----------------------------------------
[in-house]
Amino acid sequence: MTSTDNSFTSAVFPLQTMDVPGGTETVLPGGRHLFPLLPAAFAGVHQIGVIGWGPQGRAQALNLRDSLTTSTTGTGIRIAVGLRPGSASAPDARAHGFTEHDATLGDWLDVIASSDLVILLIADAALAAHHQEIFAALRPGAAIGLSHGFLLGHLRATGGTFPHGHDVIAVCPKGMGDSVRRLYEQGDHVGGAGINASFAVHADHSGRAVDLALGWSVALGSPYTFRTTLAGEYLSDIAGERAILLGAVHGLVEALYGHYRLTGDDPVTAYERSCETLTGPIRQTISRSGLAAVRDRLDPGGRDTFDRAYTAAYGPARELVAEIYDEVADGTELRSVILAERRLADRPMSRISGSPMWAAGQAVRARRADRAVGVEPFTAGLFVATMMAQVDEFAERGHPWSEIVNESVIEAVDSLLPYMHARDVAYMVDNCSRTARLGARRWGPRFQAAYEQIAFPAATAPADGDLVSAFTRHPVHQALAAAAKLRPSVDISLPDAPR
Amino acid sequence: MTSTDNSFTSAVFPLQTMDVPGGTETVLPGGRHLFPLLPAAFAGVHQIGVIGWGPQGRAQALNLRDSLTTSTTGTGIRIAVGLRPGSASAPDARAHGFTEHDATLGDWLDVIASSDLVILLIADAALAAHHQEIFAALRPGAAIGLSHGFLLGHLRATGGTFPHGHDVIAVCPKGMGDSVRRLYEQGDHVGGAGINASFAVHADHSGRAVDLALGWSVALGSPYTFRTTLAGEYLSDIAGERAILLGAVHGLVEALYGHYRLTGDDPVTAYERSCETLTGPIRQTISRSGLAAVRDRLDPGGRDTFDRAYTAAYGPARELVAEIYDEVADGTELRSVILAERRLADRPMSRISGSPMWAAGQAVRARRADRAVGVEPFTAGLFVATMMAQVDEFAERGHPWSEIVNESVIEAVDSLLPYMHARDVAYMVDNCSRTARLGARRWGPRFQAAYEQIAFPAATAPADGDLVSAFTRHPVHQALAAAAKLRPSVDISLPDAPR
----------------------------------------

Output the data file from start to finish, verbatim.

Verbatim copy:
[in-house]
Amino acid sequence: MTSTDNSFTSAVFPLQTMDVPGGTETVLPGGRHLFPLLPAAFAGVHQIGVIGWGPQGRAQALNLRDSLTTSTTGTGIRIAVGLRPGSASAPDARAHGFTEHDATLGDWLDVIASSDLVILLIADAALAAHHQEIFAALRPGAAIGLSHGFLLGHLRATGGTFPHGHDVIAVCPKGMGDSVRRLYEQGDHVGGAGINASFAVHADHSGRAVDLALGWSVALGSPYTFRTTLAGEYLSDIAGERAILLGAVHGLVEALYGHYRLTGDDPVTAYERSCETLTGPIRQTISRSGLAAVRDRLDPGGRDTFDRAYTAAYGPARELVAEIYDEVADGTELRSVILAERRLADRPMSRISGSPMWAAGQAVRARRADRAVGVEPFTAGLFVATMMAQVDEFAERGHPWSEIVNESVIEAVDSLLPYMHARDVAYMVDNCSRTARLGARRWGPRFQAAYEQIAFPAATAPADGDLVSAFTRHPVHQALAAAAKLRPSVDISLPDAPR
Amino acid sequence: MTSTDNSFTSAVFPLQTMDVPGGTETVLPGGRHLFPLLPAAFAGVHQIGVIGWGPQGRAQALNLRDSLTTSTTGTGIRIAVGLRPGSASAPDARAHGFTEHDATLGDWLDVIASSDLVILLIADAALAAHHQEIFAALRPGAAIGLSHGFLLGHLRATGGTFPHGHDVIAVCPKGMGDSVRRLYEQGDHVGGAGINASFAVHADHSGRAVDLALGWSVALGSPYTFRTTLAGEYLSDIAGERAILLGAVHGLVEALYGHYRLTGDDPVTAYERSCETLTGPIRQTISRSGLAAVRDRLDPGGRDTFDRAYTAAYGPARELVAEIYDEVADGTELRSVILAERRLADRPMSRISGSPMWAAGQAVRARRADRAVGVEPFTAGLFVATMMAQVDEFAERGHPWSEIVNESVIEAVDSLLPYMHARDVAYMVDNCSRTARLGARRWGPRFQAAYEQIAFPAATAPADGDLVSAFTRHPVHQALAAAAKLRPSVDISLPDAPR